Why this ridiculously fun risk-reward par-4 stirred my golfing soul
A week before Covid-related air-travel restrictions were enacted, I snuck away with three friends — two from my New Jersey neighborhood, one from college — for two-and-a-half days of golf in and around Hilton Head Island, S.C. We shared carts, dined indoors and even shook hands at the completion of our rounds. Different times, man.
The first day was largely a gloomy washout; instead of knocking down flagsticks, we knocked down pins at the local lanes. Improved, if breezy, conditions greeted us on Day 2 — we kicked off the proceedings with 18 on the Pete Dye treasure at Harbour Town, followed by another 18 a half-hour north at the Arthur Hills course at Palmetto Hall — but it was our final round of the trip, on Day 3, that has most stuck with me.
More specifically, one hole from that round, the absurdly fun, risk-reward par-4 5th on Belfair’s East course.
Belfair is a sprawling gated community, 10 miles west of Hilton Head, in Bluffton, with a pair of Tom Fazio courses. The West course is the more renowned of the two; last year it played host to the PGA Professional Championship, from which the top-20 finishers earned a spot in the PGA Championship at Bethpage. But the East is no slouch, either. Belfair’s marketing materials tout the design as “reminiscent of the links courses of Scotland.” Nothing about it reminded me of the links courses of Scotland — it’s peppered with lagoons and pines and yawning bunkers filled with bright, white sand — but my pals and I still thoroughly enjoyed it.
I knew little about the course, so each hole was a surprise, none more than the candy-cane-shaped 5th. From the elevated middle tees, it stretched to about 310 yards, but, as the crow flies, the distance to the front edge of the green was more like 240 yards. The decision to take that route, though, is complicated by a water hazard that lines the left of the fairway and the front of the green. Two-forty is a meaty poke for most weekend hackers, but there’s a landing zone just in front of the green, so the carry to safety is actually closer to 205. And that’s what makes the hole so tantalizing: in my experience, 200 yards is the perfect carry distance to ask a mid-handicapper to fly — not to force them to, but to ask them to, should they be feeling bold.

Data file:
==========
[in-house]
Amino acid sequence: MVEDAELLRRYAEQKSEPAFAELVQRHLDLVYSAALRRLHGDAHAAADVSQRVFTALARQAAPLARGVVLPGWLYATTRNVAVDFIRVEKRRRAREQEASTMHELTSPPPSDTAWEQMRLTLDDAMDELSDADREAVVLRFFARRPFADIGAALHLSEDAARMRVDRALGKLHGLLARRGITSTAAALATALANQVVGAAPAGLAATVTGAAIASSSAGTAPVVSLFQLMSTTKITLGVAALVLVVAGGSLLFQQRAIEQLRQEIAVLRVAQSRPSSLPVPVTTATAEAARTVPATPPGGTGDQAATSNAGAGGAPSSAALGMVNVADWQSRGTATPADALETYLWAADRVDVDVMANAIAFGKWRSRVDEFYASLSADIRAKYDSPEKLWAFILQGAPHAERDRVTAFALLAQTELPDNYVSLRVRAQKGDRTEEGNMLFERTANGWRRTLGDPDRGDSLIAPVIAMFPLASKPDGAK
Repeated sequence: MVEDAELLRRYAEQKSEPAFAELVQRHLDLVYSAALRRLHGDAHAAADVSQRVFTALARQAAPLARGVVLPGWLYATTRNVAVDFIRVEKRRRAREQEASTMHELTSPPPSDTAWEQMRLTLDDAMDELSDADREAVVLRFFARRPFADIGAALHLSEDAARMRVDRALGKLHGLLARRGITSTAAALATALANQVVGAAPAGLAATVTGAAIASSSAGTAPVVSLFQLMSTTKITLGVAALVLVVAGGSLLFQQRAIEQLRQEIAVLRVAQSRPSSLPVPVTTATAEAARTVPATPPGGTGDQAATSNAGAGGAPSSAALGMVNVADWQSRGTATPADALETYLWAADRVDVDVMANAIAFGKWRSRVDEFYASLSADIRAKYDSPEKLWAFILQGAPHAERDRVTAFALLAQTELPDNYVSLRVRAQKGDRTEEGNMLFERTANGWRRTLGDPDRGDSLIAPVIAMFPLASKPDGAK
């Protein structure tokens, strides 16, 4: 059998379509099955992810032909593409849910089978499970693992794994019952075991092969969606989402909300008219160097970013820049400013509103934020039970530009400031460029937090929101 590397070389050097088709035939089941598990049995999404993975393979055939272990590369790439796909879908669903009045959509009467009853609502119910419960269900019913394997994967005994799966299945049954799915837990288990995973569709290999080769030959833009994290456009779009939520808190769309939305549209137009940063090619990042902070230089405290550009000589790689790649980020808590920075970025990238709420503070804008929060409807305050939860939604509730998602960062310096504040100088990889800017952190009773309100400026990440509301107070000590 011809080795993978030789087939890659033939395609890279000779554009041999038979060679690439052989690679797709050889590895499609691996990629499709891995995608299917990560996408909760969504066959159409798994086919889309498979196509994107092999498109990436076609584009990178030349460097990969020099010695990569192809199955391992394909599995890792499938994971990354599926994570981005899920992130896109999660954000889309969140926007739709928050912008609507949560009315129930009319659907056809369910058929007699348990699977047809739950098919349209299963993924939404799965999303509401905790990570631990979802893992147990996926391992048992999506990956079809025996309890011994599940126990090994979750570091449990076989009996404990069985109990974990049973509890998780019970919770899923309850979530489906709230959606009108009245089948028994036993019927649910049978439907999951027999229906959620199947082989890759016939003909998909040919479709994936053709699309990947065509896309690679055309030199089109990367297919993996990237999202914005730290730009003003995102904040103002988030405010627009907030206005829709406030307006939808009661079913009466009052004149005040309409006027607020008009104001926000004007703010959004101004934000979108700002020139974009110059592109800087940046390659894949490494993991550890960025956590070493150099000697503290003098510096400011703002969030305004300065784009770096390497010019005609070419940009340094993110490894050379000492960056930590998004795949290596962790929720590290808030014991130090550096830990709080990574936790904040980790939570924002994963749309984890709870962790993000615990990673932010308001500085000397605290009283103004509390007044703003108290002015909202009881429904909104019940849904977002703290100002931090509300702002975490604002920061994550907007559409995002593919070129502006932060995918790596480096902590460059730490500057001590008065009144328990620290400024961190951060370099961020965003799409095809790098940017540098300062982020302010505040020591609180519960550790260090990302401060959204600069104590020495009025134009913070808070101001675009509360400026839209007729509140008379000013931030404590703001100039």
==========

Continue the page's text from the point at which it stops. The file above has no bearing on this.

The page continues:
The other option is to play down the fairway with anything from a 5-iron to driver, meaning, in essence, you have about seven or eight different ways to play the shot. The farther down the fairway you knock your drive, the less club, and better angle, you’ll have into the green.
The putting surface is large and protected by two front bunkers, and the placement of the cup can radically change the personality of the hole. A front-right flag, just beyond one of the bunkers, is difficult to access. A back-left pin is less protected but requires one or even two more clubs to get there.
I was the first in our group to hit and ripped driver. Let me rephrase that. I hit a wipey cut with my driver. For a glorious instant, I thought it had chance of survival. But as my ball began its descent, its fate quickly became apparent. Splash. I’ll spare you the details of my comrades’ efforts — one carried the water but found a bunker, another took the safe route up the fairway and I forget what the third did. But the tee shot gave everyone pause.
The 5th at Belfair East isn’t likely to inspire any love notes on GolfClubAltas.com; holes that don’t permit you to run the ball into the green have fallen out of vogue. Some might even decry it as “tricked up.” Not this guy! My criterium for a good hole is simple: a hole that sticks with you.
And I can’t shake No. 5 at Belfair. Or, for that matter, how I played it. After dunking my drive, I re-teed from the same spot, squeezed my driver grip hard, and drew back the club.
Game over. My next swing came on the 6th tee.